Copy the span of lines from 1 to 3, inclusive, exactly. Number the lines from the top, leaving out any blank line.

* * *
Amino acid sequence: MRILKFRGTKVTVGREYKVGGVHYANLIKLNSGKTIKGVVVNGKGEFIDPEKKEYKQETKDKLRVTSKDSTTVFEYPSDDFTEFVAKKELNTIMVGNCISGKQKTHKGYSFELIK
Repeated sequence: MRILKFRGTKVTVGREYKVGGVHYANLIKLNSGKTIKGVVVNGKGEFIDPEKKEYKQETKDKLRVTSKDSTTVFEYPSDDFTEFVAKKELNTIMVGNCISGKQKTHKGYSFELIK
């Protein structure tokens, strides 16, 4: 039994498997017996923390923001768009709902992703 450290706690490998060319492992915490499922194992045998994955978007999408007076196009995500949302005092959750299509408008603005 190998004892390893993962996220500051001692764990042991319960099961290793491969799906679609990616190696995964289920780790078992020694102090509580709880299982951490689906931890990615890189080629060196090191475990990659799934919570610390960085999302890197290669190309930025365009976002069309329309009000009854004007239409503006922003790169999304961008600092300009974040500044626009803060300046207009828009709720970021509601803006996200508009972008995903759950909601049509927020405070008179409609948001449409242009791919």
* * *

Amino acid sequence: MRILKFRGTKVTVGREYKVGGVHYANLIKLNSGKTIKGVVVNGKGEFIDPEKKEYKQETKDKLRVTSKDSTTVFEYPSDDFTEFVAKKELNTIMVGNCISGKQKTHKGYSFELIK
Repeated sequence: MRILKFRGTKVTVGREYKVGGVHYANLIKLNSGKTIKGVVVNGKGEFIDPEKKEYKQETKDKLRVTSKDSTTVFEYPSDDFTEFVAKKELNTIMVGNCISGKQKTHKGYSFELIK
């Protein structure tokens, strides 16, 4: 039994498997017996923390923001768009709902992703 450290706690490998060319492992915490499922194992045998994955978007999408007076196009995500949302005092959750299509408008603005 190998004892390893993962996220500051001692764990042991319960099961290793491969799906679609990616190696995964289920780790078992020694102090509580709880299982951490689906931890990615890189080629060196090191475990990659799934919570610390960085999302890197290669190309930025365009976002069309329309009000009854004007239409503006922003790169999304961008600092300009974040500044626009803060300046207009828009709720970021509601803006996200508009972008995903759950909601049509927020405070008179409609948001449409242009791919």